Wayward astronaut John Crichton returns home after almost a decade away
from Earth, and brings his daughter. Insert your favorite disclaimer here.
Also, my only knowledge of any space program comes from re-runs of “I
Dream of Jeannie,” so don’t expect a lot of verisimilitude. Just suspend
Spoilers: Anything up to “A Clockwork Nebari” may appear here, everything
after that is sheer speculation.
2013. The Farscape module heads towards Earth.
“Daddy, are we there yet?”
“Almost, princess, it’s just up ahead – see that? That’s the Moon. It
won’t be long now.”
“How much longer, Daddy? I have to go to the bathroom.”
“Honey, I told you to go before we left Moya.”
“But I didn’t have to go then!” his pretty young daughter whined.
“You should have gone anyway, pumpkin!” Crichton laughed. He remembered
similar conversations on long car trips, when one of his sisters, Leslie
or Jessica, and their father would have the same conversation. “I’m turning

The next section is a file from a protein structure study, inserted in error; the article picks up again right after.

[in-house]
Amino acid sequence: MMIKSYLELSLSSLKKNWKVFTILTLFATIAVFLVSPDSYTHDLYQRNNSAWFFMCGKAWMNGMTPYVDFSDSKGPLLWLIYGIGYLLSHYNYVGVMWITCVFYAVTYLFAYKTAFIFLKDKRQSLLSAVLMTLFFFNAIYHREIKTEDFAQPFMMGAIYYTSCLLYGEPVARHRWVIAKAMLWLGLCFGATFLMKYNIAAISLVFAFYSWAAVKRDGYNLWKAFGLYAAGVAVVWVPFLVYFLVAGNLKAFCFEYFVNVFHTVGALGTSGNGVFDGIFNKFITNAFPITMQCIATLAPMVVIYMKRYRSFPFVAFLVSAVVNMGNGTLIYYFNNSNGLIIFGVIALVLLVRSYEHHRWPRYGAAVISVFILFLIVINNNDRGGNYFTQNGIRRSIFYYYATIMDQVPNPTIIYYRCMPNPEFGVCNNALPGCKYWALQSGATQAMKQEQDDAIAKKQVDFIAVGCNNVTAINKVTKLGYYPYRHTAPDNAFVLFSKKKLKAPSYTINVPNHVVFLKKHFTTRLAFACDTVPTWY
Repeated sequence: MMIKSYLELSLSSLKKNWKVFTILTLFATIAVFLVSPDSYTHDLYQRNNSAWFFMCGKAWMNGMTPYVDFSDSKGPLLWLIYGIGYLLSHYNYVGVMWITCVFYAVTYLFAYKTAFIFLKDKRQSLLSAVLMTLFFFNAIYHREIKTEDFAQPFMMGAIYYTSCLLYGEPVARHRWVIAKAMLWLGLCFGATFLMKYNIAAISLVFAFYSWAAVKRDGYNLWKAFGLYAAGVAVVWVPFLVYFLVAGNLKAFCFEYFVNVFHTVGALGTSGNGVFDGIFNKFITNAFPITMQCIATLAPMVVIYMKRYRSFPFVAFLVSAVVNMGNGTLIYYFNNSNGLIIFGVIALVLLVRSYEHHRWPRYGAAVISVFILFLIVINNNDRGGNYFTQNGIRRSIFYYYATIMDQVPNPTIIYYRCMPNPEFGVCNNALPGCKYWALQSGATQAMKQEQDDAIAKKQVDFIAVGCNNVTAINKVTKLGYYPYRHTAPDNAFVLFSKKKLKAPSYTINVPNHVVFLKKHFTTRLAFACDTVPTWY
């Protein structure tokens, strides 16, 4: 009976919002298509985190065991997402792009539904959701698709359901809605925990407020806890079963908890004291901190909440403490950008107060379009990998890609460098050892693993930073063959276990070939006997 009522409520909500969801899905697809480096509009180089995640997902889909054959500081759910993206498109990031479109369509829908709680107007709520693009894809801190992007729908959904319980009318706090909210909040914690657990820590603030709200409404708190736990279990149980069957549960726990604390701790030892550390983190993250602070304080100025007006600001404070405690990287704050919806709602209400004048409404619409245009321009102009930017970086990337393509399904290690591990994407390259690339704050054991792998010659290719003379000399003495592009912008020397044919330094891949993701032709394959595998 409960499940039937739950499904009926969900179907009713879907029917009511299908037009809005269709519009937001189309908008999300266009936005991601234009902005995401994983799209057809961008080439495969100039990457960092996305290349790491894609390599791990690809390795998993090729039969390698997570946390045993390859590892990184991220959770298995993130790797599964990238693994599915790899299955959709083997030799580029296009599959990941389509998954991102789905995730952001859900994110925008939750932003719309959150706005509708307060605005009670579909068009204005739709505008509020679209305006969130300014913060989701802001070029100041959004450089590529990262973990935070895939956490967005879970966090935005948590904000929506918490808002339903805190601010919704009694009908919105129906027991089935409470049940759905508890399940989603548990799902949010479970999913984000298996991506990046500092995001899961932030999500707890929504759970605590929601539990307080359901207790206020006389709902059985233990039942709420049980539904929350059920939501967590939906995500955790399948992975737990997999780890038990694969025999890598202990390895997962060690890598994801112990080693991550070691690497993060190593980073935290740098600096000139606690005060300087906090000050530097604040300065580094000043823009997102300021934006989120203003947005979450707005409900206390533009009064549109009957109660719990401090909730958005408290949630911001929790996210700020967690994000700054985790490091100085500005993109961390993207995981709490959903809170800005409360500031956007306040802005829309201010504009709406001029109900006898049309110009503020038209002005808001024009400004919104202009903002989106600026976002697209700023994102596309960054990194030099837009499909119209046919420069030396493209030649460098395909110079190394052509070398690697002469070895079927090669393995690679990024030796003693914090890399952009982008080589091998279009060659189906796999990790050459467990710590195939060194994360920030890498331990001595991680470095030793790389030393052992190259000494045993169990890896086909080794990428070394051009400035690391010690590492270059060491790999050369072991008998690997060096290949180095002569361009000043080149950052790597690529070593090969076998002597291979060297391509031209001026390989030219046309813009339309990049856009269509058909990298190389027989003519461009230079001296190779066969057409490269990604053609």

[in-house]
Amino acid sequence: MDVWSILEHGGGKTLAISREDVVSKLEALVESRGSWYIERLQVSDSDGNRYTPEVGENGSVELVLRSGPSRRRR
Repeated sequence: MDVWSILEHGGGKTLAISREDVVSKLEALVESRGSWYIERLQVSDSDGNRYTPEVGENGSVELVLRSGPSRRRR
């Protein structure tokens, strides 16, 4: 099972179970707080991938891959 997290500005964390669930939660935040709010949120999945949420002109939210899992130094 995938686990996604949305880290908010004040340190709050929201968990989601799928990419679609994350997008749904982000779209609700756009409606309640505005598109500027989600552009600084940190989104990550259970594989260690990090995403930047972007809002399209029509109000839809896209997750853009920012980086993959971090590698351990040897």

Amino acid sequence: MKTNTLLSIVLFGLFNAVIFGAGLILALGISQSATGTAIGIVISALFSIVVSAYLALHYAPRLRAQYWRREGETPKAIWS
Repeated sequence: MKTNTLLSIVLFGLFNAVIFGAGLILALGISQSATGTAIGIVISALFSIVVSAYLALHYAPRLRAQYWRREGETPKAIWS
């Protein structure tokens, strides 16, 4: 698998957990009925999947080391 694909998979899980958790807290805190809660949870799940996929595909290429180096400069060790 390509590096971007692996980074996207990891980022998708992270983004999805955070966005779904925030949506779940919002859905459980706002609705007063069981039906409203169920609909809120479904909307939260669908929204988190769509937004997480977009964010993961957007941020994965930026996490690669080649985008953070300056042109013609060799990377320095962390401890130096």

into my father!” John Crichton said with a laugh. ‘Well, there are worse
fates,’ he thought to himself. “Just try to hold it.” John Crichton was
happy to be having such a mundane conversation with his daughter. After
not just one but two wars, John would take ‘mundane’ over ‘fate of the
galaxy’ any day of the weeken.
“Daddy, I’m scared. What if humans don’t like half-breeds any more than
the Peacekeepers, or Scarrens? Will they lock us up? I don’t want to go
to prison again.”
“Oh, Katie,” John said tenderly. “No one is going to hurt you. I won’t